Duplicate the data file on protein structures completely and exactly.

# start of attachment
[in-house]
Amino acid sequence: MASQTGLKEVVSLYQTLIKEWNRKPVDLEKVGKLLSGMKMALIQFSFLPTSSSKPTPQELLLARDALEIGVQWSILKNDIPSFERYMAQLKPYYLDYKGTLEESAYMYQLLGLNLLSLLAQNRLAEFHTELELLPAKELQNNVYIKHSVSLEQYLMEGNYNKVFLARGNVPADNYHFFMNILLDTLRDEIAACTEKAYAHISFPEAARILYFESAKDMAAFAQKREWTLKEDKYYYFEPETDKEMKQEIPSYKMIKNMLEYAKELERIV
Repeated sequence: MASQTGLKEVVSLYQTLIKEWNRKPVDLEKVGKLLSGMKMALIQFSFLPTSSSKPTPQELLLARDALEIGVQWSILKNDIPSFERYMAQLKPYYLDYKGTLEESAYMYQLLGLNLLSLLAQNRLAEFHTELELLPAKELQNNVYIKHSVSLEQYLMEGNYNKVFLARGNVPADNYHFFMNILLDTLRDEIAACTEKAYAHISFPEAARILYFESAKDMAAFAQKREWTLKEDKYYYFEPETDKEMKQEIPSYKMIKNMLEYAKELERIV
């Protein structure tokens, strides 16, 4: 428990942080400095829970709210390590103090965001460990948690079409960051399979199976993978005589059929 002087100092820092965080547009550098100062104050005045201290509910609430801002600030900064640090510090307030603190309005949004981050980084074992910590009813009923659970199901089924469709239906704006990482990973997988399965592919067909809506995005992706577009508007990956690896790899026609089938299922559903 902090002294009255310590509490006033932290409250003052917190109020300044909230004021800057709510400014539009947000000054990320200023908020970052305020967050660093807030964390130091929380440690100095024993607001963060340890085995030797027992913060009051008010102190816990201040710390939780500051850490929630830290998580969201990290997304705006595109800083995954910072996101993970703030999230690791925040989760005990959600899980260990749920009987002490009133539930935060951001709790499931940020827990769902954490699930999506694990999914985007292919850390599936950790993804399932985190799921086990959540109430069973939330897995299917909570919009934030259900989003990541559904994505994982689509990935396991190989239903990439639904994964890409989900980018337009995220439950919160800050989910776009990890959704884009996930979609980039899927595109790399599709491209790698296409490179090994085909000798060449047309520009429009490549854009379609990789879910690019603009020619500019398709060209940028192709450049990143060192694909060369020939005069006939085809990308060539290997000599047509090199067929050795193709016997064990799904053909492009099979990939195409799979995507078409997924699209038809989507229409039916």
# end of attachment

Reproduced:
[in-house]
Amino acid sequence: MASQTGLKEVVSLYQTLIKEWNRKPVDLEKVGKLLSGMKMALIQFSFLPTSSSKPTPQELLLARDALEIGVQWSILKNDIPSFERYMAQLKPYYLDYKGTLEESAYMYQLLGLNLLSLLAQNRLAEFHTELELLPAKELQNNVYIKHSVSLEQYLMEGNYNKVFLARGNVPADNYHFFMNILLDTLRDEIAACTEKAYAHISFPEAARILYFESAKDMAAFAQKREWTLKEDKYYYFEPETDKEMKQEIPSYKMIKNMLEYAKELERIV
Repeated sequence: MASQTGLKEVVSLYQTLIKEWNRKPVDLEKVGKLLSGMKMALIQFSFLPTSSSKPTPQELLLARDALEIGVQWSILKNDIPSFERYMAQLKPYYLDYKGTLEESAYMYQLLGLNLLSLLAQNRLAEFHTELELLPAKELQNNVYIKHSVSLEQYLMEGNYNKVFLARGNVPADNYHFFMNILLDTLRDEIAACTEKAYAHISFPEAARILYFESAKDMAAFAQKREWTLKEDKYYYFEPETDKEMKQEIPSYKMIKNMLEYAKELERIV
């Protein structure tokens, strides 16, 4: 428990942080400095829970709210390590103090965001460990948690079409960051399979199976993978005589059929 002087100092820092965080547009550098100062104050005045201290509910609430801002600030900064640090510090307030603190309005949004981050980084074992910590009813009923659970199901089924469709239906704006990482990973997988399965592919067909809506995005992706577009508007990956690896790899026609089938299922559903 902090002294009255310590509490006033932290409250003052917190109020300044909230004021800057709510400014539009947000000054990320200023908020970052305020967050660093807030964390130091929380440690100095024993607001963060340890085995030797027992913060009051008010102190816990201040710390939780500051850490929630830290998580969201990290997304705006595109800083995954910072996101993970703030999230690791925040989760005990959600899980260990749920009987002490009133539930935060951001709790499931940020827990769902954490699930999506694990999914985007292919850390599936950790993804399932985190799921086990959540109430069973939330897995299917909570919009934030259900989003990541559904994505994982689509990935396991190989239903990439639904994964890409989900980018337009995220439950919160800050989910776009990890959704884009996930979609980039899927595109790399599709491209790698296409490179090994085909000798060449047309520009429009490549854009379609990789879910690019603009020619500019398709060209940028192709450049990143060192694909060369020939005069006939085809990308060539290997000599047509090199067929050795193709016997064990799904053909492009099979990939195409799979995507078409997924699209038809989507229409039916």